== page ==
stack=xreadLog2      ' return to readLog2
  sxrun = logadr/1900+1  ' which bank to run? 1-7
  sxgo2=xreadrecord        ' get ready to read a byte
  run sxrun                 ' do it
readlog2:                  ' return here with byte in result
  value=result*5           ' temperature in tenths (to 0.5 degree C)
  serout 16,$54,[cr,dec logadr,tab,dec value/10,".",dec1 value," 'C"]
logadr=logadr+1
  if logadr<13300 then readlog1
finishedRead:
  debug cr,"finished"
  end
   
   
' ---------------------------------
' ---- write data to log file -----
' this is a loop, until memory fills or user resets
newlog:
logNextByte:               
  gosub ds1620             ' get the datum in result
  stack=xlogNextByte2      ' return vector
  sxrun=logadr/1900+1      ' which bank to run? 1-7
  sxgo2=xwriterecord       ' get ready to write the byte
  run sxrun                ' do it
logNextByte2:
  logadr=logadr+1
  sleep 60                 ' 1 minute sleep
  if logadr<13300 then logNextByte
finishedLog:
end                         ' hold here until reset
   
   
' ----------------------------
' subroutine acquires data from DS1620 in single shot mode
' the following setting in eeprom needs to be done only once
' be sure to cycle the power to the DS1620 after changing!
' P13=chip select
' P14=chip clock
' P15=data in and out (with resistor to DS1620)
'high 13   'puts the DS1620 in CPU single shot mode
'  shiftout 15,14,lsbfirst,[$C,$3]
'low 13
ds1620:        ' start a conversion
   high 13
     shiftout 15,14,lsbfirst,[$EE]
   low 13 
busy:          ' wait for data to be ready (up to one second!)
   high 13
     shiftout 15,14,lsbfirst,[$AC]
     shiftin 15,14,lsbpre,[result]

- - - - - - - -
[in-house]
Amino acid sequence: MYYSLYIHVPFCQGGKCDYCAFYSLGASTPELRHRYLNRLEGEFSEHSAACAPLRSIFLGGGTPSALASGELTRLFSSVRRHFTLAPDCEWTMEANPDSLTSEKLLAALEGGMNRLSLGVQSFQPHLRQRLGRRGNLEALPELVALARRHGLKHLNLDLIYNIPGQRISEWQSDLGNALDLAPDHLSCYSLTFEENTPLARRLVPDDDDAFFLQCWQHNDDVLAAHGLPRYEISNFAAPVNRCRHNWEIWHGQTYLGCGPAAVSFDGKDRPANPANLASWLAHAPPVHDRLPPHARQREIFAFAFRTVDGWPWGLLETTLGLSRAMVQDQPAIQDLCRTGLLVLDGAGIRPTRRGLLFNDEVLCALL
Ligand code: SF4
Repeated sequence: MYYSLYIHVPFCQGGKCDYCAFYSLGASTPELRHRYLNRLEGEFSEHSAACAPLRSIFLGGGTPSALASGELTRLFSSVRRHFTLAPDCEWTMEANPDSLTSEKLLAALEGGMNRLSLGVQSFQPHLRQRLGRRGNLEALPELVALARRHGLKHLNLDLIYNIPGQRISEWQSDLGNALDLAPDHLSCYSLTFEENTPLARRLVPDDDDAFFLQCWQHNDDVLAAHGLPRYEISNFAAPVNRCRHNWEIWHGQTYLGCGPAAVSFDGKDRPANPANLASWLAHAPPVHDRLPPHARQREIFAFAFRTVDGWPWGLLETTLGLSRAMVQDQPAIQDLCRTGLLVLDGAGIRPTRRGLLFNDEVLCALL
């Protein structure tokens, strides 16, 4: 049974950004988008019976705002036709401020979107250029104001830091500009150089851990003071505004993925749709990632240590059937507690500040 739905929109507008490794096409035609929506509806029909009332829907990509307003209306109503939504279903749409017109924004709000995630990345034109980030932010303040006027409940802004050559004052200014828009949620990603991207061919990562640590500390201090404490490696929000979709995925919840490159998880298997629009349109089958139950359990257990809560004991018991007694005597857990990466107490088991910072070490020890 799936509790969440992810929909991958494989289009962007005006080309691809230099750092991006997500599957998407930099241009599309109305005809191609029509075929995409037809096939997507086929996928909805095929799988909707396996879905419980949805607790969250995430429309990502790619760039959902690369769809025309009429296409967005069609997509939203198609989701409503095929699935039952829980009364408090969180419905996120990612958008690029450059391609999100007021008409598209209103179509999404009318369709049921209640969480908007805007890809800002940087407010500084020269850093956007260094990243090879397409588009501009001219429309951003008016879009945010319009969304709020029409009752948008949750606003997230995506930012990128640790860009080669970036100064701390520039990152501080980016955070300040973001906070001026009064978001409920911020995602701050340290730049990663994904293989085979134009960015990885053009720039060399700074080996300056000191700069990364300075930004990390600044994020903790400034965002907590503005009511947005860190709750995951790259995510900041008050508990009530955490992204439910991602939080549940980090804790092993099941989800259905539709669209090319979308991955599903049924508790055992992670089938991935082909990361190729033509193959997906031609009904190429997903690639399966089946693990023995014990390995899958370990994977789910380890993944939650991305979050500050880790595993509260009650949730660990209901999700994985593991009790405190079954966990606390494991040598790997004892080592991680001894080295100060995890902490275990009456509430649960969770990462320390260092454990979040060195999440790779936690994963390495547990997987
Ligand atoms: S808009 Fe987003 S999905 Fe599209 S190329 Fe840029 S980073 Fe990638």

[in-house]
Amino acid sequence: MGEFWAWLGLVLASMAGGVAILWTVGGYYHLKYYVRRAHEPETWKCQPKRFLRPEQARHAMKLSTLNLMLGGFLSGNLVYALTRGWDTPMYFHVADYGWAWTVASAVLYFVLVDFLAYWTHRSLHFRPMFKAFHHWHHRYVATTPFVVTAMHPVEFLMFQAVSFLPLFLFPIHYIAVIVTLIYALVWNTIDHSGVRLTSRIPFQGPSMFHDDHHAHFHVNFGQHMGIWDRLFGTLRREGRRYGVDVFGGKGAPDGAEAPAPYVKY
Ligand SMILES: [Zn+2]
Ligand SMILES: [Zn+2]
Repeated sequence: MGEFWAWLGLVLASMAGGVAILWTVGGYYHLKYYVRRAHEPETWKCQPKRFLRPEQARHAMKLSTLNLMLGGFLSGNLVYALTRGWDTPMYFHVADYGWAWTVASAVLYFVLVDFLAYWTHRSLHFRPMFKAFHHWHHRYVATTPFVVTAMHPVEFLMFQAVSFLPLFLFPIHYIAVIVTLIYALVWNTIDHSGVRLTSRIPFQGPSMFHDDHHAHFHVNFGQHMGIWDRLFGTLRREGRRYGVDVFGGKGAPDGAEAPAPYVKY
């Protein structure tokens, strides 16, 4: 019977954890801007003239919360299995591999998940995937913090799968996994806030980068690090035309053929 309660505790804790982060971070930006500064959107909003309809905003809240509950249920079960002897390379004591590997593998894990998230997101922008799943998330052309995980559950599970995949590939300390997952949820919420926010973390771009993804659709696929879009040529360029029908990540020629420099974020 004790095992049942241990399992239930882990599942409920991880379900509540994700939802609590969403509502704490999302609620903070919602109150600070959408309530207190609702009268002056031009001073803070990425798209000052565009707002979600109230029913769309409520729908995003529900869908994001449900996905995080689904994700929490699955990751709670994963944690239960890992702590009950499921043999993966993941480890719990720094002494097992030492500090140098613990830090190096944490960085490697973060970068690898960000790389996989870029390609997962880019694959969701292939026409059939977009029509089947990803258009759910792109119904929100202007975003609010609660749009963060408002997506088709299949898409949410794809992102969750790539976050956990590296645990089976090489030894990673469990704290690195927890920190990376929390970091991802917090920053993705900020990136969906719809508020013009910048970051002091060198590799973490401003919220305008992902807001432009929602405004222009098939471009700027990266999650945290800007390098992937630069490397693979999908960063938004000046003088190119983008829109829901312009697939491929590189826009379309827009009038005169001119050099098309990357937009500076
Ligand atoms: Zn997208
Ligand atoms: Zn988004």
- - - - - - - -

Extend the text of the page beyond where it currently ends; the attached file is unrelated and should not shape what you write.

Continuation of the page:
low 13
   if x.bit7=0 then busy   ' x.bit7 goes high when done
   
   high 13      ' request data byte and get it
     shiftout 15,14,lsbfirst,[$AA]
     shiftin 15,14,lsbpre,[wx]	' get datum, will assume >0, ignore sign
   low 13
   ' will return with degees C * 2 in result
return
  ' ------ end of program dlogger.bse for bank 0 -------

And the following code is for banks 1 to 7. Copy this code for all banks from 1 to 7, just name the files dlogger1.bse, dlogger2.bse ... dlogger7.bse.

' ====================================================================
' {$STAMP BS2e}
' this is program is dloggerN.bse for bank N
' (c) 2000, Thomas Tracy Allen, Electronically Monitored Ecosystems
' mailto:tracy@emesys.com   
' ====================================================================
   
logSeg con 1900       ' number of log locations in each bank 1 to 7
                      ' leaves 148 bytes for the access programs.
logfile data $ff(logseg) ' reserves bytes for the logfile
                       ' and sets the value to $ff
                       ' don't really need to do this, but why not?
   
' **** main RAM allocation ****
sxw    var word       ' reserve first word in main RAM
sxgo   var sxw.byte0  ' byte for bank switching, note alias
sxgo2  var sxgo.nib0  ' routine to branch to in target bank, note nibble alias
sxrun  var sxgo.nib1  ' bank that contains the routine
stack  var byte       ' to store the return vector from crossbank call
   
logadr var word       ' address for memory write and read
result var word      ' word for data, will store byte in log memory
   
' ==== bank 1-7 program ==========================================
top:
   branch sxgo2,[readrecord,writerecord]  ' destinations in this bank
   debug cr,7,"hey! bad crossbank call"